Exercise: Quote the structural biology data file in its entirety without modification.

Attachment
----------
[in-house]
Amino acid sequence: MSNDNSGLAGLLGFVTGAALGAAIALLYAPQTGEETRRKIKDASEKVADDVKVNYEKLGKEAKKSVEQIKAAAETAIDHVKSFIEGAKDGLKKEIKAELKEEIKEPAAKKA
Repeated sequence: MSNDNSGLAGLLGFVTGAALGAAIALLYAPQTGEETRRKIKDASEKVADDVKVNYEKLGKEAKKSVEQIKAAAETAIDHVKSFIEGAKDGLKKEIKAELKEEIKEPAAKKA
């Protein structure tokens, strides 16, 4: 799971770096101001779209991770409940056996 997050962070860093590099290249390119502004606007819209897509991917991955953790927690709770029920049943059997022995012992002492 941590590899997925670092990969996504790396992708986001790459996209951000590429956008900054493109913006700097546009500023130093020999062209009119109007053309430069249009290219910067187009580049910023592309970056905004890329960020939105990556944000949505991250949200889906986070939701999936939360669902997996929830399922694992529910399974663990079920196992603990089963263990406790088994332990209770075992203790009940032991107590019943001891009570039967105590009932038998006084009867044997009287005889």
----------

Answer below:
[in-house]
Amino acid sequence: MSNDNSGLAGLLGFVTGAALGAAIALLYAPQTGEETRRKIKDASEKVADDVKVNYEKLGKEAKKSVEQIKAAAETAIDHVKSFIEGAKDGLKKEIKAELKEEIKEPAAKKA
Repeated sequence: MSNDNSGLAGLLGFVTGAALGAAIALLYAPQTGEETRRKIKDASEKVADDVKVNYEKLGKEAKKSVEQIKAAAETAIDHVKSFIEGAKDGLKKEIKAELKEEIKEPAAKKA
């Protein structure tokens, strides 16, 4: 799971770096101001779209991770409940056996 997050962070860093590099290249390119502004606007819209897509991917991955953790927690709770029920049943059997022995012992002492 941590590899997925670092990969996504790396992708986001790459996209951000590429956008900054493109913006700097546009500023130093020999062209009119109007053309430069249009290219910067187009580049910023592309970056905004890329960020939105990556944000949505991250949200889906986070939701999936939360669902997996929830399922694992529910399974663990079920196992603990089963263990406790088994332990209770075992203790009940032991107590019943001891009570039967105590009932038998006084009867044997009287005889």